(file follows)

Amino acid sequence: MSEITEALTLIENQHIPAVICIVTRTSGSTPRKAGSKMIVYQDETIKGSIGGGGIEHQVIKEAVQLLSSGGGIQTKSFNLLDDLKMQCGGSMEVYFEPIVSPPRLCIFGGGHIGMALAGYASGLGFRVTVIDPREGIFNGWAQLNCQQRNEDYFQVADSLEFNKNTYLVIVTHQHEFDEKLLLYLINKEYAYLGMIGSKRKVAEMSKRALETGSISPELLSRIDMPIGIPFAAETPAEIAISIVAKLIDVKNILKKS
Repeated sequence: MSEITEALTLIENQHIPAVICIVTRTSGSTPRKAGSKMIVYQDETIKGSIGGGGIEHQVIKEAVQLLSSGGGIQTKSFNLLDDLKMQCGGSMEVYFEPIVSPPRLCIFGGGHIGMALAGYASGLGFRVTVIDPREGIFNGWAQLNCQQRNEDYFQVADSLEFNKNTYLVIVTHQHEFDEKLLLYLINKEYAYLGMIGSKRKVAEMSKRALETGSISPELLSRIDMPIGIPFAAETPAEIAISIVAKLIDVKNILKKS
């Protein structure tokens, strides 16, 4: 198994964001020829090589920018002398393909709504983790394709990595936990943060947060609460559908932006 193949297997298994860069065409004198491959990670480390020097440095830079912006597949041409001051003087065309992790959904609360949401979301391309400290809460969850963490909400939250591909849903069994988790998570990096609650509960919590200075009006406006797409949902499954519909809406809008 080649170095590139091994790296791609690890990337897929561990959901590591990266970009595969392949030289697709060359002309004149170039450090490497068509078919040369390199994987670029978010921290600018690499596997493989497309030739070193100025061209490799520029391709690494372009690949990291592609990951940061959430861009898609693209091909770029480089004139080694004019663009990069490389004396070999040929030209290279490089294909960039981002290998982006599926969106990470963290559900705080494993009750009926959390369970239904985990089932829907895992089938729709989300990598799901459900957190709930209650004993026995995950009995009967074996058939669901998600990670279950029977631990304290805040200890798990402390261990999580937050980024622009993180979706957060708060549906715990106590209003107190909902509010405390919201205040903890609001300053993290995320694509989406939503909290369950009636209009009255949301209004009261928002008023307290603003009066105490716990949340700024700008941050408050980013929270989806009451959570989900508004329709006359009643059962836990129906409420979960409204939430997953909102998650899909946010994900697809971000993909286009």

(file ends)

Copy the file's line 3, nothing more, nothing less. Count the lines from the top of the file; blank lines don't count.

């Protein structure tokens, strides 16, 4: 198994964001020829090589920018002398393909709504983790394709990595936990943060947060609460559908932006 193949297997298994860069065409004198491959990670480390020097440095830079912006597949041409001051003087065309992790959904609360949401979301391309400290809460969850963490909400939250591909849903069994988790998570990096609650509960919590200075009006406006797409949902499954519909809406809008 080649170095590139091994790296791609690890990337897929561990959901590591990266970009595969392949030289697709060359002309004149170039450090490497068509078919040369390199994987670029978010921290600018690499596997493989497309030739070193100025061209490799520029391709690494372009690949990291592609990951940061959430861009898609693209091909770029480089004139080694004019663009990069490389004396070999040929030209290279490089294909960039981002290998982006599926969106990470963290559900705080494993009750009926959390369970239904985990089932829907895992089938729709989300990598799901459900957190709930209650004993026995995950009995009967074996058939669901998600990670279950029977631990304290805040200890798990402390261990999580937050980024622009993180979706957060708060549906715990106590209003107190909902509010405390919201205040903890609001300053993290995320694509989406939503909290369950009636209009009255949301209004009261928002008023307290603003009066105490716990949340700024700008941050408050980013929270989806009451959570989900508004329709006359009643059962836990129906409420979960409204939430997953909102998650899909946010994900697809971000993909286009």